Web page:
Gillian Ames sits with her and Nancy McArthur’s knitted teddy bears (Submitted photo)

Local knitters send teddy bears for international disaster relief

Gillan Ames and Nancy McArthur’s bears have been sent to Asia, Africa, and eastern Europe

Gillian Ames and Nancy McArthur are two of La Rosa Garden’s most avid knitters. The pair knit bears that get sent to the Compassionate Warehouse in Victoria, then to countries all around the world.

“We’re always delighted to get the bears. We use them for trauma counselling, and send them for comfort,” Compassionate Warehouse volunteer, Gloria Morneau said.

“They’re wonderful because we can tuck them in with our boxes. We don’t want to send boxes that will collapse or have a lot of space in them, so we put those in to buffer everything we’re sending, so people get little surprises when they open them.”

Ames and McArthur’s bears have gone to Jordan, the Philippines, Thailand, Malawi, Zimbabwe, Libya, Kenya, Tanzania, Mozambique, Zambia, the Ivory Coast, and Transnistria.

Morneau said that the bears are making a difference in the lives of children who receive them.

McArthur started making the bears two years ago after one of her friends at La Rosa got her into knitting them. The two bonded over the project and became close friends. Her friend later became ill and passed away. So, McArthur decided to take on the task of knitting bears, and recruiting other knitters at La Rosa to the cause.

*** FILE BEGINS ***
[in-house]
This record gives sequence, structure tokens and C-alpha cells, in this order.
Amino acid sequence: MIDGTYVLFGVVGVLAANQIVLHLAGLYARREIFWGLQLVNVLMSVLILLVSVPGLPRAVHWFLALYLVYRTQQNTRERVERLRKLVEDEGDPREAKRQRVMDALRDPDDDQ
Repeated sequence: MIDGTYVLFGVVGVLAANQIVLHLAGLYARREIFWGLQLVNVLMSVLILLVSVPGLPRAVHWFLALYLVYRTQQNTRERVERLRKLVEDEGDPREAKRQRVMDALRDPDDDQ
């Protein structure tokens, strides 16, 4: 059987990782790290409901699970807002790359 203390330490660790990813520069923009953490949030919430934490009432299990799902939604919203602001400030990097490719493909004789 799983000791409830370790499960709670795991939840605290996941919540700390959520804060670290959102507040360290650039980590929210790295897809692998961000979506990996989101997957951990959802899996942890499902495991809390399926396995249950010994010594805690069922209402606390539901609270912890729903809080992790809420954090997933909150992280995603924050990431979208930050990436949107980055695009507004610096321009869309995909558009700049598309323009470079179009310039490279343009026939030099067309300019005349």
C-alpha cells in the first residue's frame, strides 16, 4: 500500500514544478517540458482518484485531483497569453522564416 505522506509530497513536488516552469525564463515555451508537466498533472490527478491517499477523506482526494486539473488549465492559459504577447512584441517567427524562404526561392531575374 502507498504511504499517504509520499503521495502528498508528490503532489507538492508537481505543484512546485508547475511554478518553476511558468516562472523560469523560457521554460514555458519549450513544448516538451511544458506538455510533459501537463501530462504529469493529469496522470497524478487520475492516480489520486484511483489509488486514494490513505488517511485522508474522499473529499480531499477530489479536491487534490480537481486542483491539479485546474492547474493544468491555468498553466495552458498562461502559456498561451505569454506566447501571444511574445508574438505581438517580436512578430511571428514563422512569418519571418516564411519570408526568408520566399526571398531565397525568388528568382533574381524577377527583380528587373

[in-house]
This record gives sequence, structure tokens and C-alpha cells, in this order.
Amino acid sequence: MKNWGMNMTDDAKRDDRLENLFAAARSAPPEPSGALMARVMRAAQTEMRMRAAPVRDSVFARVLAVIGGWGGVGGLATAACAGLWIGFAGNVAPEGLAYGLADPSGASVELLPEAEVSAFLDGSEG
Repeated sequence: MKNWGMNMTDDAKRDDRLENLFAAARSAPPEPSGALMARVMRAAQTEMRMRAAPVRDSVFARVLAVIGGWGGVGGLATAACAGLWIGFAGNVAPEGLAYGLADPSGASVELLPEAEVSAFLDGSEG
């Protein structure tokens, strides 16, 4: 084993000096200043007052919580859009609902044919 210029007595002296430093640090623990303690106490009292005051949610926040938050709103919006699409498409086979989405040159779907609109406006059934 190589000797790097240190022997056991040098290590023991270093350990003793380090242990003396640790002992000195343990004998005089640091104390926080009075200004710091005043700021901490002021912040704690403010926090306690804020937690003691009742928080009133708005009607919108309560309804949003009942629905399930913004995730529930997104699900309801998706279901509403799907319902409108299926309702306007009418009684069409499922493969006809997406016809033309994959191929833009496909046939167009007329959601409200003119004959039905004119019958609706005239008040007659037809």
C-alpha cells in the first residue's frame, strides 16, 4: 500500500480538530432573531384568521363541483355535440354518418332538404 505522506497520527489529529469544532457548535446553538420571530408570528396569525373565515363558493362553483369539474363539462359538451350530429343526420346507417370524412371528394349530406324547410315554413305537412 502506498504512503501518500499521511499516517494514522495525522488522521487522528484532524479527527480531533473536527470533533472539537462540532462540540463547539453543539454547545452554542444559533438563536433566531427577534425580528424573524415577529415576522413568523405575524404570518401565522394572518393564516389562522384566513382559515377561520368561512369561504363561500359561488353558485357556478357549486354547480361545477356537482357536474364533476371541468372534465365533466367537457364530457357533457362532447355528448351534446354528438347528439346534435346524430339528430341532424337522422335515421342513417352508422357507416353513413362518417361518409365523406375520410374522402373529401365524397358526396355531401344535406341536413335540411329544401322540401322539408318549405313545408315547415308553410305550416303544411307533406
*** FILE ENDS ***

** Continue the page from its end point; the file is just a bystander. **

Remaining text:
“I’m always doing something to keep my hands busy,” she said. “If I can grab knitters I’ll do it. I’ve just got to try and find them.”

McArthur also makes little knitted bunny companions to go with the bears, so the kids will have two toys to play with.

Ames was recruited by McArthur to make the bears. Since she began November 2018, she’s made 120 bears – 20 of which were made in 2020.

“Nancy was knitting them. I saw them and thought they looked interesting, so she gave me the instructions and it just went from there,” Ames said.

She only makes the bears ‘when the spirit moves’ her to do so. It takes Ames about eight-hours to make each bear, and she usually makes two bears in a week. Ames is happy that people are enjoying the bears.

“It just felt good to be able to share them,” Ames said. “To knit them to sell is no fun. That’s business. I wanted something that was just for fun.”

Despite her intentions not to sell the bears, Ames did sell a few. She donated the money directly to Compassionate Warehouse.

Ames said it was important for her to send the bears to areas where children have nothing, rather than sending them to local hospitals.

“We don’t realize how blessed we are here in Canada. We have so, so much,” she said.

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